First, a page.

Monday, August 24, 2015

Driving through the Fjords

When Drew was planning the Norway trip, everything he read said that the best Fjords to see in Norway were up near Flam. The only problem was that Flam was 7 hours away from Stavanger!
So we rented a car and had a plan set to drive up to Bergen Saturday morning, head to the next hotel, then on Sunday on our way back to Stavanger, hit up 2 waterfalls to break up the drive. Since we had a busy day Friday hiking up the Pulpit Rock, plus after checking the weather we found out that it was going to be raining the whole day in Bergen, so we decided to change our plans and head straight to the hotel and check out the waterfalls along the way.

We had to go on another ferry to cross the fjords, this time it was a larger/longer ferry ride, but we didn't have to wait long to get on it. It was an easy crossing. The sea was a lot calmer then the last time we were on a ferry crossing into Tangier.


Look at all that candy!

The first waterfall we stoped at was Langfossen. The water falls down a towering mountain, a total distance of about 612 meters before the water leaps out into Åkrafjorden at the base of the mountain. European route E134 runs along the base of the waterfall, making access very easy. The World Waterfall Database declared this waterfall to be one of the "best in the world". In March 2011 CNN/Budget Travel sat Langfossen as one of the worlds ten most beautiful waterfalls. The waterfall is one of the few in Norway that has not been used in hydroelectric power generation, so it is still in its natural state.

Haha he loved my selfie stick!


It was an absolutely beautiful waterfall, the rain even stopped so we could take selfies!

The next waterfall we found was Låtefossen. The 165-meter tall waterfall is unique and thus it is a well-known tourist attraction in the area. It is special in that it consists of two separate streams flowing down from the lake Lotevatnet, and as they fall, the join together in the middle of the waterfall, just before going under the Norwegian National Road 13, making for a spectacular (and wet) view as one drives over the old, stone, six-arched bridge. We ended up stopping here for lunch. Nothing quite like having a picnic next to a waterfall!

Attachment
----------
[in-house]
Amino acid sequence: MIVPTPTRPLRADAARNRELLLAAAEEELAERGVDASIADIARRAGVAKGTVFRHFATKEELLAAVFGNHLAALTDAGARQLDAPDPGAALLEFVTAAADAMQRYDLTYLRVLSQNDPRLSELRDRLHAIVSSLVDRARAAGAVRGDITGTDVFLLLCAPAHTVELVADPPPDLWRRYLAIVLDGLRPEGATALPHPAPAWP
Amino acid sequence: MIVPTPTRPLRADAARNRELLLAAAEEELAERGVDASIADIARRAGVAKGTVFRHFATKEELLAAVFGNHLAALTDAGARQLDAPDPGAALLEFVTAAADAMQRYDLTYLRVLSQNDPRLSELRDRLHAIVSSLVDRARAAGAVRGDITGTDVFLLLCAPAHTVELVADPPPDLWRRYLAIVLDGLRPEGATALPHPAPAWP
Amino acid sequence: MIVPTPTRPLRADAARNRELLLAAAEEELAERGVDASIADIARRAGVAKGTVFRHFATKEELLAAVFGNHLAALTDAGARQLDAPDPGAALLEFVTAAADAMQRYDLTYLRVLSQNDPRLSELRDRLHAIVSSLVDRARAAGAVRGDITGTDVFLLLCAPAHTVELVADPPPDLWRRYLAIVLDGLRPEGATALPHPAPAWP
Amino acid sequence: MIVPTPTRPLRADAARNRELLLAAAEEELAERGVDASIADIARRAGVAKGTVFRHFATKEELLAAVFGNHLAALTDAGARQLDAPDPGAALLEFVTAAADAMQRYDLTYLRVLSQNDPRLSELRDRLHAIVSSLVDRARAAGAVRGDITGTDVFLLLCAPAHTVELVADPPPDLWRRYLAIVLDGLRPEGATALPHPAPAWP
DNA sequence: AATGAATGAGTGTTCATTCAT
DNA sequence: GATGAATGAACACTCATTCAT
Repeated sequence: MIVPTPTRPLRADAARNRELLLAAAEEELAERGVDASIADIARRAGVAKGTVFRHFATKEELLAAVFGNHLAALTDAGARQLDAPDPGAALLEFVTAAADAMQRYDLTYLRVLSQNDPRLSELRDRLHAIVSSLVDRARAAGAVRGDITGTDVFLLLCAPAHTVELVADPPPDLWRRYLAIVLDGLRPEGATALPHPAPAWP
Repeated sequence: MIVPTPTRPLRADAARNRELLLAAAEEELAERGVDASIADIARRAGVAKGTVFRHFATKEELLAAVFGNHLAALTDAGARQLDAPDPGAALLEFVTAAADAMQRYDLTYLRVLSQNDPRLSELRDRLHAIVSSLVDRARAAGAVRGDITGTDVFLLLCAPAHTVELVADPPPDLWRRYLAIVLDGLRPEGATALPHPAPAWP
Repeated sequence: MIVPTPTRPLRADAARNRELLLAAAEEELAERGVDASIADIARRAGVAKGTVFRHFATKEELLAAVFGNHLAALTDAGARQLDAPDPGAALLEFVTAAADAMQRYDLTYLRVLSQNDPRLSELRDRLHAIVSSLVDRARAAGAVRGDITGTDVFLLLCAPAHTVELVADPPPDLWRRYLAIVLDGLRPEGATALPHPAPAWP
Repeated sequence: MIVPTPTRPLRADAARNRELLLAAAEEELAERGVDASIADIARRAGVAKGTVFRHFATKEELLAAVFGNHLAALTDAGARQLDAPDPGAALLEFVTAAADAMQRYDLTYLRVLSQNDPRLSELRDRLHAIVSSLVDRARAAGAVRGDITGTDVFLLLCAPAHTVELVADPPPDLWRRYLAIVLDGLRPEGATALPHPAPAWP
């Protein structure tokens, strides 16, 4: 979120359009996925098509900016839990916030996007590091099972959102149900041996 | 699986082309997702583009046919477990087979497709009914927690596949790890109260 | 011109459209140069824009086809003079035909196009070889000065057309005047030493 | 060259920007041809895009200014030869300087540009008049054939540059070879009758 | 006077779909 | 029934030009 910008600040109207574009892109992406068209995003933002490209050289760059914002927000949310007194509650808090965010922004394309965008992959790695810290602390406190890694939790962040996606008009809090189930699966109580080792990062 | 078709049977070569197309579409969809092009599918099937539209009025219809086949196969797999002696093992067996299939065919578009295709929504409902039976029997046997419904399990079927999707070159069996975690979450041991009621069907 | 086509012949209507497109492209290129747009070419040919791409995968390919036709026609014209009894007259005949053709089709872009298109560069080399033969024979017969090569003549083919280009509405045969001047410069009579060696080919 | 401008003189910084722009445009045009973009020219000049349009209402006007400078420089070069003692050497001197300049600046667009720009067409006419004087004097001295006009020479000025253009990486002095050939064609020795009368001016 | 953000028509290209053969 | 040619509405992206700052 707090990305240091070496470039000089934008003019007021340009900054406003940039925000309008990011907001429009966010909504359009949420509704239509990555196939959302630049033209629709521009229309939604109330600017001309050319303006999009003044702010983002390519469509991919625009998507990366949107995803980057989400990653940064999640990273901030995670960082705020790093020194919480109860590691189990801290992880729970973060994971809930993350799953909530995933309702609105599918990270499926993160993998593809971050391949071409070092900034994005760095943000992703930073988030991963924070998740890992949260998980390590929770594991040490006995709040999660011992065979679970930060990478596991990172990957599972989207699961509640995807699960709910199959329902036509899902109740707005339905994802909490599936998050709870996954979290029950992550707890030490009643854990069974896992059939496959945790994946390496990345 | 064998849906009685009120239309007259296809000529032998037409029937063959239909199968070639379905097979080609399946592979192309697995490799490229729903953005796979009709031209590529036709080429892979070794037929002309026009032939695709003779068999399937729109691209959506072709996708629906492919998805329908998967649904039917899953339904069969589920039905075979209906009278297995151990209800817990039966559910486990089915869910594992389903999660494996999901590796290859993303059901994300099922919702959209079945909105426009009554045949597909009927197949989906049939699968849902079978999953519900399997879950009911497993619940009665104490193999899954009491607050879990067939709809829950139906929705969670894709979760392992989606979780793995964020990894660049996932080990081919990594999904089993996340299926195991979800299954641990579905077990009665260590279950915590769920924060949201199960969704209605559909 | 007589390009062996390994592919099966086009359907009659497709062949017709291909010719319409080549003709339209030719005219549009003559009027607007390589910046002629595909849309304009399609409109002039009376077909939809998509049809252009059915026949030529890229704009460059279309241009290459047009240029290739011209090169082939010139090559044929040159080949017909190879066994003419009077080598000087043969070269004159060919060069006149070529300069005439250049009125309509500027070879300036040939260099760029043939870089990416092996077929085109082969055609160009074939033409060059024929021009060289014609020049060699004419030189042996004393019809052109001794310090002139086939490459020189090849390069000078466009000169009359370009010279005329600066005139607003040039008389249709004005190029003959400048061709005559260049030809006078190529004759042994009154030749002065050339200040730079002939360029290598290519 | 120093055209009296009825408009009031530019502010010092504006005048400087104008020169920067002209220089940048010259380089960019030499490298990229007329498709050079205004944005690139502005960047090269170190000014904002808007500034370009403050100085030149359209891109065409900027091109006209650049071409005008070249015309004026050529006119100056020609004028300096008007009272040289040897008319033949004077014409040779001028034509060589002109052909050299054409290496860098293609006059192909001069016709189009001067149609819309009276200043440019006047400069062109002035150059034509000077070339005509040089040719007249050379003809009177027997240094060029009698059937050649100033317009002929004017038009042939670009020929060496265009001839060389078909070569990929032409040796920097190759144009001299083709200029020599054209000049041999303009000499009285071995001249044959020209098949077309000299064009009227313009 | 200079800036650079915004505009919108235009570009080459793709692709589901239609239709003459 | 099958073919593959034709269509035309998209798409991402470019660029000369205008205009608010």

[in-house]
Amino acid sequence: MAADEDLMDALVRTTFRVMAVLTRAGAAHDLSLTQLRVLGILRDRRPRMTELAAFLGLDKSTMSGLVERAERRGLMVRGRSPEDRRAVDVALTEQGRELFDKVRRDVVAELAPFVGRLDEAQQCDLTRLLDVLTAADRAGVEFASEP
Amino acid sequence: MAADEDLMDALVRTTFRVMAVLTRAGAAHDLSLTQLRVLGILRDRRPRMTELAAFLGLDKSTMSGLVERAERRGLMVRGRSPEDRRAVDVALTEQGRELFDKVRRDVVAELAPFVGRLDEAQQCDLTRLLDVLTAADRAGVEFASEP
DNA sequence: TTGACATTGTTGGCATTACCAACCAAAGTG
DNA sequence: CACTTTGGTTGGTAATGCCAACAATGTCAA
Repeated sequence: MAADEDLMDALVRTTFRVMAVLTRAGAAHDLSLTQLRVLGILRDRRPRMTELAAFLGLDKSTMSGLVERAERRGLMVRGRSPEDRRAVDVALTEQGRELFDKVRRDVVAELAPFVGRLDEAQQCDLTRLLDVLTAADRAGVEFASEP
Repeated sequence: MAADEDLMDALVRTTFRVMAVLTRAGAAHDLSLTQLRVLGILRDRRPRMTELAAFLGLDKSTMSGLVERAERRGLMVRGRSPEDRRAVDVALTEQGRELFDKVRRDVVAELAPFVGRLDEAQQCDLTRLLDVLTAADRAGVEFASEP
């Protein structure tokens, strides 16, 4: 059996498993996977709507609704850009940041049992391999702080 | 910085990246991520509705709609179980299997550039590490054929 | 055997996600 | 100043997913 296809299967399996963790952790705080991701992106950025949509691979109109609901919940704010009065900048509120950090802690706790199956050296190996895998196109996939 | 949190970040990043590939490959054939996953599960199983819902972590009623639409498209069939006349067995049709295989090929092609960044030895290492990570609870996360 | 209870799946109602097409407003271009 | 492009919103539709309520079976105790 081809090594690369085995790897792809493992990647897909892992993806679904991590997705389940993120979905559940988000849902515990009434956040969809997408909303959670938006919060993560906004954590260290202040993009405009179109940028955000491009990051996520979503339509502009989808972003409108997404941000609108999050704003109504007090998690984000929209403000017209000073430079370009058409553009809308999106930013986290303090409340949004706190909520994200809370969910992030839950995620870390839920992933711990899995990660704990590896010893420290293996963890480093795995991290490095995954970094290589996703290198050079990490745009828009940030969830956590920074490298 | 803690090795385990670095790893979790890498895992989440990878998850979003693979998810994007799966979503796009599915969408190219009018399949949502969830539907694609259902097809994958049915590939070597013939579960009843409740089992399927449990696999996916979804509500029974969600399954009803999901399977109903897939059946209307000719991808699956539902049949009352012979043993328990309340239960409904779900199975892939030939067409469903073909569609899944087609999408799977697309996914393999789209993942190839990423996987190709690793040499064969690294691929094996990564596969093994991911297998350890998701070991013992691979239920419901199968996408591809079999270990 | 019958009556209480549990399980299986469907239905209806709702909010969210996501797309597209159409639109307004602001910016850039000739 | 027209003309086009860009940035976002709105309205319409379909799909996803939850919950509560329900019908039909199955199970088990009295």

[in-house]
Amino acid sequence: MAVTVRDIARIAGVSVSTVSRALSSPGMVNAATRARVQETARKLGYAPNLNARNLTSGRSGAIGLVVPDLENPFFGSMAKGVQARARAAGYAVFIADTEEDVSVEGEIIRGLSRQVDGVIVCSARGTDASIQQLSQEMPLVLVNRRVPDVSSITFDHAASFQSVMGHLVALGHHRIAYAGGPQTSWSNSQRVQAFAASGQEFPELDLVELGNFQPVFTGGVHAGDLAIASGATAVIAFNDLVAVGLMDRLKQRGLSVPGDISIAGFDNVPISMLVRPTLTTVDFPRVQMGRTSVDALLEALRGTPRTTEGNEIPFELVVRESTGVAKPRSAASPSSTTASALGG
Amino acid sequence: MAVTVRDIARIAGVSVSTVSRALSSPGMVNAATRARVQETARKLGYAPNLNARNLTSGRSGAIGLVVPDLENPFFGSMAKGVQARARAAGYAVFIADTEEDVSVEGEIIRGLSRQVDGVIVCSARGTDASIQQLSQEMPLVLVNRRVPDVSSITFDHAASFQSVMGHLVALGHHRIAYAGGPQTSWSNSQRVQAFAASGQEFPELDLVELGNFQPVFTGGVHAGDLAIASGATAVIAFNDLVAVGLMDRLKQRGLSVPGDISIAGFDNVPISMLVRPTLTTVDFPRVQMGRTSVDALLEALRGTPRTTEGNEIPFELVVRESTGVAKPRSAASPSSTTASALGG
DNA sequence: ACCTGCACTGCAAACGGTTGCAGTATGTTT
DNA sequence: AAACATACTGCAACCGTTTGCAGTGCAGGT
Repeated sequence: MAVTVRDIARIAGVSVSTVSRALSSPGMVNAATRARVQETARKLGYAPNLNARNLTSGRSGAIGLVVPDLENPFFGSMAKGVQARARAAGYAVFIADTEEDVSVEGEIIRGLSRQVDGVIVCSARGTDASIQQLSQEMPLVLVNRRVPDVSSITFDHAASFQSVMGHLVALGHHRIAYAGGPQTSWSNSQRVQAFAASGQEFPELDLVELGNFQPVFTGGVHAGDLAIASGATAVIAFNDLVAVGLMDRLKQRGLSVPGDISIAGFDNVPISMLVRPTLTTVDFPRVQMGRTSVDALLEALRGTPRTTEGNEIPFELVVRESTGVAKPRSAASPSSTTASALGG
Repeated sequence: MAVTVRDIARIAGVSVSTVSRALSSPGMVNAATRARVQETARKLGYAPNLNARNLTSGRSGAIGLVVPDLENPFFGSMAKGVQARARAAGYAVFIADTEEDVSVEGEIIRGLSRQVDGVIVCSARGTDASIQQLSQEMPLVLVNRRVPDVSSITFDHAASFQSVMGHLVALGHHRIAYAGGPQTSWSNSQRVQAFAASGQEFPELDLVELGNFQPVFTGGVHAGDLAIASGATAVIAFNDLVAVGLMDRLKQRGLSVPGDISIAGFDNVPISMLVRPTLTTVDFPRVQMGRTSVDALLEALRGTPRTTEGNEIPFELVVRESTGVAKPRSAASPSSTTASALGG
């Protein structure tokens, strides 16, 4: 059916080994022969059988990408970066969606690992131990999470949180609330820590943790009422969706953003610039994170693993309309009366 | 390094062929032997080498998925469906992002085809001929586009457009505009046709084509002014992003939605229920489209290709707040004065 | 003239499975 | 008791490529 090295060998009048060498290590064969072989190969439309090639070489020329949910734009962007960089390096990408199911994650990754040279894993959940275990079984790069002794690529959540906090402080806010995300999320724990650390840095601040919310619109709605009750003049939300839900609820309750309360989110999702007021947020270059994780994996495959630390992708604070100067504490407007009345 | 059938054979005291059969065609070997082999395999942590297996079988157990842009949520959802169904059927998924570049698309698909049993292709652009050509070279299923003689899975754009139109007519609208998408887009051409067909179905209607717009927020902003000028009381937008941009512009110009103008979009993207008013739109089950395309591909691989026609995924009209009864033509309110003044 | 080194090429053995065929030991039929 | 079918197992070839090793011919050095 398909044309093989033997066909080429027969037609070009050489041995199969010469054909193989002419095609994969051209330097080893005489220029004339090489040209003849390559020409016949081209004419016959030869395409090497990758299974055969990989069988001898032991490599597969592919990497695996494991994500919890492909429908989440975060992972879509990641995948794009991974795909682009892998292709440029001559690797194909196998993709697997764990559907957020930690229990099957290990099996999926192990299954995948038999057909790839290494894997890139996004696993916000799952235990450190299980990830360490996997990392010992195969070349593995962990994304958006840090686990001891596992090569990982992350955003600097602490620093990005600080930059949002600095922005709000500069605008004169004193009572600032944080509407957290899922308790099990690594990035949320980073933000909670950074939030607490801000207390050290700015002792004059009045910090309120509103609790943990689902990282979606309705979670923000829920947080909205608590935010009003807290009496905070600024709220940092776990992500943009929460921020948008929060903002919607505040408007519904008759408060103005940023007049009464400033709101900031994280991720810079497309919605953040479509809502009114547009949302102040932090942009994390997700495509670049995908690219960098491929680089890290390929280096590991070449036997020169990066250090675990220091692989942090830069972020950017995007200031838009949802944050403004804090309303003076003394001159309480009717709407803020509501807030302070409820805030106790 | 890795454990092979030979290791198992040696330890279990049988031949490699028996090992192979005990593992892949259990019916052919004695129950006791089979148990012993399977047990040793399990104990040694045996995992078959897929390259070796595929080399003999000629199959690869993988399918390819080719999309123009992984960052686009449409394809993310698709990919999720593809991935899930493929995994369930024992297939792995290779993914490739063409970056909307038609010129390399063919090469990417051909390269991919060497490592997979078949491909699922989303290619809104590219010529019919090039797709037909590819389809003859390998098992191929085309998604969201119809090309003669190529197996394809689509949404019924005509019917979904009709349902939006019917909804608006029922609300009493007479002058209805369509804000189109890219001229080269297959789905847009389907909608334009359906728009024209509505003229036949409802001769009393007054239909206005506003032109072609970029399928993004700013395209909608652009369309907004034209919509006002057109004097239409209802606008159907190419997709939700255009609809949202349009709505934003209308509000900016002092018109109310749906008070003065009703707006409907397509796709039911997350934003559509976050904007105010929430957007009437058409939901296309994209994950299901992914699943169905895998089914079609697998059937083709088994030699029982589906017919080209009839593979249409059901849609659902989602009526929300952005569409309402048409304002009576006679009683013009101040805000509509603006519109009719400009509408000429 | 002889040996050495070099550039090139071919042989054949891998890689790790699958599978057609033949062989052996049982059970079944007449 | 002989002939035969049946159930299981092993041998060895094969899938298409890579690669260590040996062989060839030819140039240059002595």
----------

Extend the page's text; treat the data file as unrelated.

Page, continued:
After  Låtefossen, we still had another 3 hour drive, it was an absolutely beautiful drive. There were so many places that had picnic benches and restrooms, literally right next to the fjords. We stopped off multiple times on the side of the road so we could take pictures. This is another time I'm glad we invested in the DSLR.

Along the way we saw lots of little waterfalls, nothing quite like the two massive ones we saw, but Drew loves waterfalls and mountains and lakes. It probably has to do with growing up in Canada.

When we were half an hour away we literally drove past another waterfall. The Tvindefossen. It is a many-stranded waterfall, usually said to be 152 m high, but likely only 110 m, is formed by a small stream, the Kroelvi, tumbling over a receding cliff. It is famous for its beauty. Buses coming from Flam often stop off.
In addition, in the late 1990s the water at Tvindefossen acquired a reputation for rejuvenation and revival of sexual potency that made it one of the most important natural tourist attractions in western Norway, with as many as 200,000 people a year from the U.S., Japan and Russia visiting and filling containers with the water. (I guess we should've filled up our water containers! haha) At one point it was Norway's ninth most visited natural attraction, with 272,000 visitors.


Of all the waterfalls we've seen the Tvindefossen was my favorite, you could actually go into the waterfall and take pictures!

Bridges and underground roundabouts! Norwegians sure love them

The day was spent taking pictures and enjoying the natural beauty of Norway. All of these waterfalls were free to visit and literally on the road so we didn't have to detour too far! Just based on this day, Norway has made the #1 spot for The Most Beautiful Country in the World for us! Hopefully these pictures prove my point.